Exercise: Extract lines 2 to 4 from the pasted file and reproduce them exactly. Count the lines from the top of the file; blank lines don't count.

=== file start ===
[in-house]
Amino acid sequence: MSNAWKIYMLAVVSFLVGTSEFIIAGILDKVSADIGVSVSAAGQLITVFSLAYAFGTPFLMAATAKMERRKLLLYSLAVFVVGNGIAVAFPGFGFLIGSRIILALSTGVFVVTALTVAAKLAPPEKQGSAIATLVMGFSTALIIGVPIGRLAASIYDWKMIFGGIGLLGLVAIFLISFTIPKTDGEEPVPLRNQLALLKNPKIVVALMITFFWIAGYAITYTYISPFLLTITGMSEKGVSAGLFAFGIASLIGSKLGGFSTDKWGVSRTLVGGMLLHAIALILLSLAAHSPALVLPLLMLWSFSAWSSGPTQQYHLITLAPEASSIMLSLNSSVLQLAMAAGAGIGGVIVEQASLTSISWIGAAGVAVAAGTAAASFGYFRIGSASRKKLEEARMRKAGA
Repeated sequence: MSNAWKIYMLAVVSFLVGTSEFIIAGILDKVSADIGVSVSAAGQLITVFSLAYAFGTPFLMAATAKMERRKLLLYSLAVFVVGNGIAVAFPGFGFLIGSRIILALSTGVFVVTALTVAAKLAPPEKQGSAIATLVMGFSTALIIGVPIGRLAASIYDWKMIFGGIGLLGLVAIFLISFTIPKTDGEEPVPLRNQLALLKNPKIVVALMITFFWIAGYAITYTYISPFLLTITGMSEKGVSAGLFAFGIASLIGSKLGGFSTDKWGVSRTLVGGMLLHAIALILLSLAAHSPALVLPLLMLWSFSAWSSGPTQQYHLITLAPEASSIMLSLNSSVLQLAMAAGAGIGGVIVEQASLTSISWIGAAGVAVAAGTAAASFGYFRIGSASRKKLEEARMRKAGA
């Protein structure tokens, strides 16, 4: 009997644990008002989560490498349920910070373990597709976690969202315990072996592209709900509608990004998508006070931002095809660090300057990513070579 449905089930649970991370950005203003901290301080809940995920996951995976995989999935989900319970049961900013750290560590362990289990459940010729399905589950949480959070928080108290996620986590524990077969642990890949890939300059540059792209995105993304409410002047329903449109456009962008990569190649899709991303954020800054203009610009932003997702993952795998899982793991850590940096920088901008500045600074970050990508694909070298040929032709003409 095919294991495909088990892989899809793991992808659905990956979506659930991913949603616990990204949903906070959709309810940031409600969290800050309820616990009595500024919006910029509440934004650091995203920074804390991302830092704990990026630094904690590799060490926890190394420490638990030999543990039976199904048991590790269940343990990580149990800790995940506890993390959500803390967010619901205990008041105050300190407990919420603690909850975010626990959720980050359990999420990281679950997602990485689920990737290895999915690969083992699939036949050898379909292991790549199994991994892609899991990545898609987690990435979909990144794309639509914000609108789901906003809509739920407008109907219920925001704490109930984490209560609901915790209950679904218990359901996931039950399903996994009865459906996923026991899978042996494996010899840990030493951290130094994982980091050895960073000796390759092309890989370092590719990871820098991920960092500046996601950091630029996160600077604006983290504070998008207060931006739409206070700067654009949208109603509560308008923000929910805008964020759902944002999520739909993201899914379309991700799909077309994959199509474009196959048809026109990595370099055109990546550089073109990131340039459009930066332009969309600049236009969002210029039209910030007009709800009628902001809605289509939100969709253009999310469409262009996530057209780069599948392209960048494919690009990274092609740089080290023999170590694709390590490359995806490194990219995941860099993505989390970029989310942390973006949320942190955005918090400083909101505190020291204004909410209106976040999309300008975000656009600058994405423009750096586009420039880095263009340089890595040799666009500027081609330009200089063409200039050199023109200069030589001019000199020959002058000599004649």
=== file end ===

Amino acid sequence: MSNAWKIYMLAVVSFLVGTSEFIIAGILDKVSADIGVSVSAAGQLITVFSLAYAFGTPFLMAATAKMERRKLLLYSLAVFVVGNGIAVAFPGFGFLIGSRIILALSTGVFVVTALTVAAKLAPPEKQGSAIATLVMGFSTALIIGVPIGRLAASIYDWKMIFGGIGLLGLVAIFLISFTIPKTDGEEPVPLRNQLALLKNPKIVVALMITFFWIAGYAITYTYISPFLLTITGMSEKGVSAGLFAFGIASLIGSKLGGFSTDKWGVSRTLVGGMLLHAIALILLSLAAHSPALVLPLLMLWSFSAWSSGPTQQYHLITLAPEASSIMLSLNSSVLQLAMAAGAGIGGVIVEQASLTSISWIGAAGVAVAAGTAAASFGYFRIGSASRKKLEEARMRKAGA
Repeated sequence: MSNAWKIYMLAVVSFLVGTSEFIIAGILDKVSADIGVSVSAAGQLITVFSLAYAFGTPFLMAATAKMERRKLLLYSLAVFVVGNGIAVAFPGFGFLIGSRIILALSTGVFVVTALTVAAKLAPPEKQGSAIATLVMGFSTALIIGVPIGRLAASIYDWKMIFGGIGLLGLVAIFLISFTIPKTDGEEPVPLRNQLALLKNPKIVVALMITFFWIAGYAITYTYISPFLLTITGMSEKGVSAGLFAFGIASLIGSKLGGFSTDKWGVSRTLVGGMLLHAIALILLSLAAHSPALVLPLLMLWSFSAWSSGPTQQYHLITLAPEASSIMLSLNSSVLQLAMAAGAGIGGVIVEQASLTSISWIGAAGVAVAAGTAAASFGYFRIGSASRKKLEEARMRKAGA
């Protein structure tokens, strides 16, 4: 009997644990008002989560490498349920910070373990597709976690969202315990072996592209709900509608990004998508006070931002095809660090300057990513070579 449905089930649970991370950005203003901290301080809940995920996951995976995989999935989900319970049961900013750290560590362990289990459940010729399905589950949480959070928080108290996620986590524990077969642990890949890939300059540059792209995105993304409410002047329903449109456009962008990569190649899709991303954020800054203009610009932003997702993952795998899982793991850590940096920088901008500045600074970050990508694909070298040929032709003409 095919294991495909088990892989899809793991992808659905990956979506659930991913949603616990990204949903906070959709309810940031409600969290800050309820616990009595500024919006910029509440934004650091995203920074804390991302830092704990990026630094904690590799060490926890190394420490638990030999543990039976199904048991590790269940343990990580149990800790995940506890993390959500803390967010619901205990008041105050300190407990919420603690909850975010626990959720980050359990999420990281679950997602990485689920990737290895999915690969083992699939036949050898379909292991790549199994991994892609899991990545898609987690990435979909990144794309639509914000609108789901906003809509739920407008109907219920925001704490109930984490209560609901915790209950679904218990359901996931039950399903996994009865459906996923026991899978042996494996010899840990030493951290130094994982980091050895960073000796390759092309890989370092590719990871820098991920960092500046996601950091630029996160600077604006983290504070998008207060931006739409206070700067654009949208109603509560308008923000929910805008964020759902944002999520739909993201899914379309991700799909077309994959199509474009196959048809026109990595370099055109990546550089073109990131340039459009930066332009969309600049236009969002210029039209910030007009709800009628902001809605289509939100969709253009999310469409262009996530057209780069599948392209960048494919690009990274092609740089080290023999170590694709390590490359995806490194990219995941860099993505989390970029989310942390973006949320942190955005918090400083909101505190020291204004909410209106976040999309300008975000656009600058994405423009750096586009420039880095263009340089890595040799666009500027081609330009200089063409200039050199023109200069030589001019000199020959002058000599004649």